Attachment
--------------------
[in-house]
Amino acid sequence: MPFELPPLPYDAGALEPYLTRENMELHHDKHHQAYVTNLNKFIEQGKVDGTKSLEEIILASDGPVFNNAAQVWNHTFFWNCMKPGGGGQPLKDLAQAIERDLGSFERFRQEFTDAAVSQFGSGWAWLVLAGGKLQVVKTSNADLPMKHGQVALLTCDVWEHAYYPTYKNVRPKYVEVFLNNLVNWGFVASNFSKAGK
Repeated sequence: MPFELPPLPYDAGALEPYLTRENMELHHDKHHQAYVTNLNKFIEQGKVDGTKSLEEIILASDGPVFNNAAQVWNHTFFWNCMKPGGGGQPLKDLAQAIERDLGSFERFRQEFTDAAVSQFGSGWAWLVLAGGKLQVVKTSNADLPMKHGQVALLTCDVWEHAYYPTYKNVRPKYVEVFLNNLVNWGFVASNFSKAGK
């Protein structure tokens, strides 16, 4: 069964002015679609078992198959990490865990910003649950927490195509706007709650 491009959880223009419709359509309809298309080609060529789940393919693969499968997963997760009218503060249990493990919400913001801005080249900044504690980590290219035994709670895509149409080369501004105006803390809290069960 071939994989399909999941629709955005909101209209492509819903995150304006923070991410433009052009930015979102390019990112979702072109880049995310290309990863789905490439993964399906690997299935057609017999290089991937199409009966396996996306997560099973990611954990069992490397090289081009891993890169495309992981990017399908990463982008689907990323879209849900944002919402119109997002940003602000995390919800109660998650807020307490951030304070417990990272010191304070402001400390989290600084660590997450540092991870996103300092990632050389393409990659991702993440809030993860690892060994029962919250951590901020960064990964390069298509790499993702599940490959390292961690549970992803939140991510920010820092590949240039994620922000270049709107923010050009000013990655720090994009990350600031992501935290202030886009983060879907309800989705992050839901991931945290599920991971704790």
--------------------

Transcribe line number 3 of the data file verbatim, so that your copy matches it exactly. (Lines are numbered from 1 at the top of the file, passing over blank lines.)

Repeated sequence: MPFELPPLPYDAGALEPYLTRENMELHHDKHHQAYVTNLNKFIEQGKVDGTKSLEEIILASDGPVFNNAAQVWNHTFFWNCMKPGGGGQPLKDLAQAIERDLGSFERFRQEFTDAAVSQFGSGWAWLVLAGGKLQVVKTSNADLPMKHGQVALLTCDVWEHAYYPTYKNVRPKYVEVFLNNLVNWGFVASNFSKAGK